“I was a little fuzzy about the language (of the executive session order) as well, but I think it is more of a legal language, if we are going to talk about someone it can be a character or health issue,” said Keefe. “I certainly don’t think we will talk much about that, but we might as well do this right now. We have been talking about this for quite some time.”

Arrigo, who was also on hand to discuss the high school building project with the council, said he was happy to discuss some of the questions raised by Rizzo in public.

“So, number one, the motion that was presented by the City Council asked that I appear before the City Council in executive session,” said Arrigo. “I find it interesting that now we want to talk about this publicly, but that was the motion that was presented, and I think that was the understanding we all had.”

Arrigo said the council was presented information about all the settlements that were requested.

“There are six settlements that have been made since 2017, and I do want to make sure everyone keeps in mind that at least … five of the six were in relation to incidents under Chief (Jospeh) Cafarelli,” said Arrigo

Cafarelli was appointed by Rizzo when he was mayor in 2012. In 2017, Arrigo opted against renewing Cafarelli’s contract.

Arrigo noted that the most expensive settlement, at $175,000, was due to harassment that was taking place under Cafarelli.

“I would be happy to go into details about these,” Arrigo said. “Fortunately for us, we do have insurance and our insurance compensation covered that $175,000 settlement that Lynn Romboli endured under Chief Cafarelli. That was not direct taxpayer money, but that was the largest of the six, and I’d be happy to go into further detail.”

Arrigo went on to state that one of the settlements included an incident that involved current Police Chief David Callahan while Cafarelli was still chief that Cafarelli did not inform the mayor about for 11 months.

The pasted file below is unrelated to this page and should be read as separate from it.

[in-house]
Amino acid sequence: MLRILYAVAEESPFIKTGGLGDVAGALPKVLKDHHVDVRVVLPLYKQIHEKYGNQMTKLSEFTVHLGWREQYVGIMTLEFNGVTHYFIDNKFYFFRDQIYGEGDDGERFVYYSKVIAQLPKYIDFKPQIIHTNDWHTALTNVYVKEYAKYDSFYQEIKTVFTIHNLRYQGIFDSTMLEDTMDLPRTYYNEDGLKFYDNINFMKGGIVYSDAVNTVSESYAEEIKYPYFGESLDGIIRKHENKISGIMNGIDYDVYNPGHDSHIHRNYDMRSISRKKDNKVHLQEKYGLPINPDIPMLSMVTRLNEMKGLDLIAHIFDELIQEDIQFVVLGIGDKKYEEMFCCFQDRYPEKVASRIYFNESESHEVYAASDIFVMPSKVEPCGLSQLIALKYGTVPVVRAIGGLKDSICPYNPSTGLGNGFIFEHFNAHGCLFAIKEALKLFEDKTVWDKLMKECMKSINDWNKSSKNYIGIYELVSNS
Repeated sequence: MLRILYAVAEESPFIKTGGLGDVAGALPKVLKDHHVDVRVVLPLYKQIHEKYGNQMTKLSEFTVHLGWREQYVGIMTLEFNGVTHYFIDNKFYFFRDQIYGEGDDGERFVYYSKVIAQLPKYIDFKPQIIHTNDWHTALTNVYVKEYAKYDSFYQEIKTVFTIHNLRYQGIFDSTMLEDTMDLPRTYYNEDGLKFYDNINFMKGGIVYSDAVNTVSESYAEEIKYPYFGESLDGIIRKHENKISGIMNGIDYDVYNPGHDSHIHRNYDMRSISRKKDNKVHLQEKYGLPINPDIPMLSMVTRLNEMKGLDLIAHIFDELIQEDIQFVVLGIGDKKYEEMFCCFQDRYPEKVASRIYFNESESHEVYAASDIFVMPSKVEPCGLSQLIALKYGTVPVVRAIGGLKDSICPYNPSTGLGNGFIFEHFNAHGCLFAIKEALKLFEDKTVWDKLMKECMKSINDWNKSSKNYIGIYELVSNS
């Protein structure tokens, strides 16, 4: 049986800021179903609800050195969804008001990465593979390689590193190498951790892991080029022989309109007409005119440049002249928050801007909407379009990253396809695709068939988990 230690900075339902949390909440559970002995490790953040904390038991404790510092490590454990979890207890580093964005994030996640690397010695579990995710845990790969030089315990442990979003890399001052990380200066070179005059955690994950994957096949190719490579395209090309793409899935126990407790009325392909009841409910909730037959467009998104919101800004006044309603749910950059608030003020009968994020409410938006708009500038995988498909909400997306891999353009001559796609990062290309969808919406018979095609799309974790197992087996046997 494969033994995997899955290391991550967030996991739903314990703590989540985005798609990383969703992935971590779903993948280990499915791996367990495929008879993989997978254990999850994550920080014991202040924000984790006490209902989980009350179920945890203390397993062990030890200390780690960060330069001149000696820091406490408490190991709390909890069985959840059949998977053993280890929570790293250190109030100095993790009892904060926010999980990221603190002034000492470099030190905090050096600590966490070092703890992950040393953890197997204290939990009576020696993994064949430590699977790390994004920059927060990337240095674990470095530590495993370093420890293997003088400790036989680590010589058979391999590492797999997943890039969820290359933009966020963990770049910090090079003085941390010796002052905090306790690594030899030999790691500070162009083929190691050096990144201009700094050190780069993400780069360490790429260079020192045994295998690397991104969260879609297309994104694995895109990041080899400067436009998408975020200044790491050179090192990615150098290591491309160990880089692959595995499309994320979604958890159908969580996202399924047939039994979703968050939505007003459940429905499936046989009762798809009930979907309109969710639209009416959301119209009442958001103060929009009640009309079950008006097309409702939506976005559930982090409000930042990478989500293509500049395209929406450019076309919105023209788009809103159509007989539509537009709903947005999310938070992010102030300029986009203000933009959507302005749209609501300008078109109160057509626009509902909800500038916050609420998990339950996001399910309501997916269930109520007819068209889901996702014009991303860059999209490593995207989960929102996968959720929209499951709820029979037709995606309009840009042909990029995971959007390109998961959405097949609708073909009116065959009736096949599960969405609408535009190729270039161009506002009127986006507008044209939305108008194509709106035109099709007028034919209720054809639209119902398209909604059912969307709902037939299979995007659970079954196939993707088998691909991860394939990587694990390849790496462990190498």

“Obviously, we want to make sure, and I’m sure any former mayor would agree, that you want a chief that is telling you what is happening immediately,” said Arrigo. “The other thing I will say, and I think this is important to call out, was this kind of sense that things might not be going well for the men and women of the department. I am proud to say that at least we have a handshake agreement with our police officers union, and I think that is a sign of the work that we are willing to do.”

He said his administration has always been willing to work with everyone to make sure the police department does not become a political football.

Rizzo took up the opportunity to question Arrigo in public session, to the consternation of Keefe.

“So Chief Cafarelli never came to you with a complaint about the current chief?” said Rizzo.

Arrigo said he had the letter that he presented to Chief Cafarelli in 2017 and started to read from it as Keefe asked the mayor to stop.

“No, no, everyone should know, everyone should know the situation,” said Arrigo.

Arrigo stated there was an incident on May 30 of 2016 that Cafarelli did not inform him of until April of 2017 as Keefe asked for a roll call to go into executive session.

“We’re going to discuss this in executive session,” said Keefe.

“This is unbelievable,” Rizzo said, as he was the only councillor to vote no to go into executive session.

The executive session lasted for about 40 minutes and there was no further discussion when the council came back into regular session.